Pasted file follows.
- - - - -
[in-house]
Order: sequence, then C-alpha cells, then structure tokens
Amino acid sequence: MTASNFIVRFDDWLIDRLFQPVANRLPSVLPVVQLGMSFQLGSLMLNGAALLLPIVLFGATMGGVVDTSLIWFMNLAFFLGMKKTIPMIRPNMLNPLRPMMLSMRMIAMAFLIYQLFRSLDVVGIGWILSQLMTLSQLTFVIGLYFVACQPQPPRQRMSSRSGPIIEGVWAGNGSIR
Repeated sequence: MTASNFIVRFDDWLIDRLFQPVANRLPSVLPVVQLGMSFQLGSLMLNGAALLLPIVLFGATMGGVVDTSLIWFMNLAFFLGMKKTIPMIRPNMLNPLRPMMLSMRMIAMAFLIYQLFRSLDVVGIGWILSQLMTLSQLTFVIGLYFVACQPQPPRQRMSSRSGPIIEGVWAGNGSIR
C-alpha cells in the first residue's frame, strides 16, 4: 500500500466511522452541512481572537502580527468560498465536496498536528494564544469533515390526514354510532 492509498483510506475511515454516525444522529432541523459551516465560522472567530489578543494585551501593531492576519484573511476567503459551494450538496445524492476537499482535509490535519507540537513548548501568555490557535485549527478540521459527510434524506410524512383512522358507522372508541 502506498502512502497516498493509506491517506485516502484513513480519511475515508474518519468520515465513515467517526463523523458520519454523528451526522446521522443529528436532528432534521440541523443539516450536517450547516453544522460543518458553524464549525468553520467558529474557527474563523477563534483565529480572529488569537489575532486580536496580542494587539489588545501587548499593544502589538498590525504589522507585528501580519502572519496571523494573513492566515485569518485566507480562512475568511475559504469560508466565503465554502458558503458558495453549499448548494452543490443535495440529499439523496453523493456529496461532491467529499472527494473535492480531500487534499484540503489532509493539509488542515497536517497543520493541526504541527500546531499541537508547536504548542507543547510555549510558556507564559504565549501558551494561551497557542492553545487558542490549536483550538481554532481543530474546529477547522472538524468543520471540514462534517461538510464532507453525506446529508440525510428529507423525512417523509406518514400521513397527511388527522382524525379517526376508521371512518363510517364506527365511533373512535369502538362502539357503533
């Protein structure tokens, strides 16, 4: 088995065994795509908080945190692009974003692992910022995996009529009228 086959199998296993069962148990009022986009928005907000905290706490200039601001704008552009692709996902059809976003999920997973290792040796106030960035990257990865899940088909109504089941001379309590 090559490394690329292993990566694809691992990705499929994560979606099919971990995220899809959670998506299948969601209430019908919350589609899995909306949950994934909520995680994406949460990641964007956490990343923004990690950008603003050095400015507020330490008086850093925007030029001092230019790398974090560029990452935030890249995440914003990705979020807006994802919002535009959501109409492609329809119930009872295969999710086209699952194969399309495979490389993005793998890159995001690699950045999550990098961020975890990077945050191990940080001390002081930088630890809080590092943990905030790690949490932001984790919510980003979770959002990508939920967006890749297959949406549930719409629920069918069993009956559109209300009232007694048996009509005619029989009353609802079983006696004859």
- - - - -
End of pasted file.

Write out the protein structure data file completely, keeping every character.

[in-house]
Order: sequence, then C-alpha cells, then structure tokens
Amino acid sequence: MTASNFIVRFDDWLIDRLFQPVANRLPSVLPVVQLGMSFQLGSLMLNGAALLLPIVLFGATMGGVVDTSLIWFMNLAFFLGMKKTIPMIRPNMLNPLRPMMLSMRMIAMAFLIYQLFRSLDVVGIGWILSQLMTLSQLTFVIGLYFVACQPQPPRQRMSSRSGPIIEGVWAGNGSIR
Repeated sequence: MTASNFIVRFDDWLIDRLFQPVANRLPSVLPVVQLGMSFQLGSLMLNGAALLLPIVLFGATMGGVVDTSLIWFMNLAFFLGMKKTIPMIRPNMLNPLRPMMLSMRMIAMAFLIYQLFRSLDVVGIGWILSQLMTLSQLTFVIGLYFVACQPQPPRQRMSSRSGPIIEGVWAGNGSIR
C-alpha cells in the first residue's frame, strides 16, 4: 500500500466511522452541512481572537502580527468560498465536496498536528494564544469533515390526514354510532 492509498483510506475511515454516525444522529432541523459551516465560522472567530489578543494585551501593531492576519484573511476567503459551494450538496445524492476537499482535509490535519507540537513548548501568555490557535485549527478540521459527510434524506410524512383512522358507522372508541 502506498502512502497516498493509506491517506485516502484513513480519511475515508474518519468520515465513515467517526463523523458520519454523528451526522446521522443529528436532528432534521440541523443539516450536517450547516453544522460543518458553524464549525468553520467558529474557527474563523477563534483565529480572529488569537489575532486580536496580542494587539489588545501587548499593544502589538498590525504589522507585528501580519502572519496571523494573513492566515485569518485566507480562512475568511475559504469560508466565503465554502458558503458558495453549499448548494452543490443535495440529499439523496453523493456529496461532491467529499472527494473535492480531500487534499484540503489532509493539509488542515497536517497543520493541526504541527500546531499541537508547536504548542507543547510555549510558556507564559504565549501558551494561551497557542492553545487558542490549536483550538481554532481543530474546529477547522472538524468543520471540514462534517461538510464532507453525506446529508440525510428529507423525512417523509406518514400521513397527511388527522382524525379517526376508521371512518363510517364506527365511533373512535369502538362502539357503533
């Protein structure tokens, strides 16, 4: 088995065994795509908080945190692009974003692992910022995996009529009228 086959199998296993069962148990009022986009928005907000905290706490200039601001704008552009692709996902059809976003999920997973290792040796106030960035990257990865899940088909109504089941001379309590 090559490394690329292993990566694809691992990705499929994560979606099919971990995220899809959670998506299948969601209430019908919350589609899995909306949950994934909520995680994406949460990641964007956490990343923004990690950008603003050095400015507020330490008086850093925007030029001092230019790398974090560029990452935030890249995440914003990705979020807006994802919002535009959501109409492609329809119930009872295969999710086209699952194969399309495979490389993005793998890159995001690699950045999550990098961020975890990077945050191990940080001390002081930088630890809080590092943990905030790690949490932001984790919510980003979770959002990508939920967006890749297959949406549930719409629920069918069993009956559109209300009232007694048996009509005619029989009353609802079983006696004859």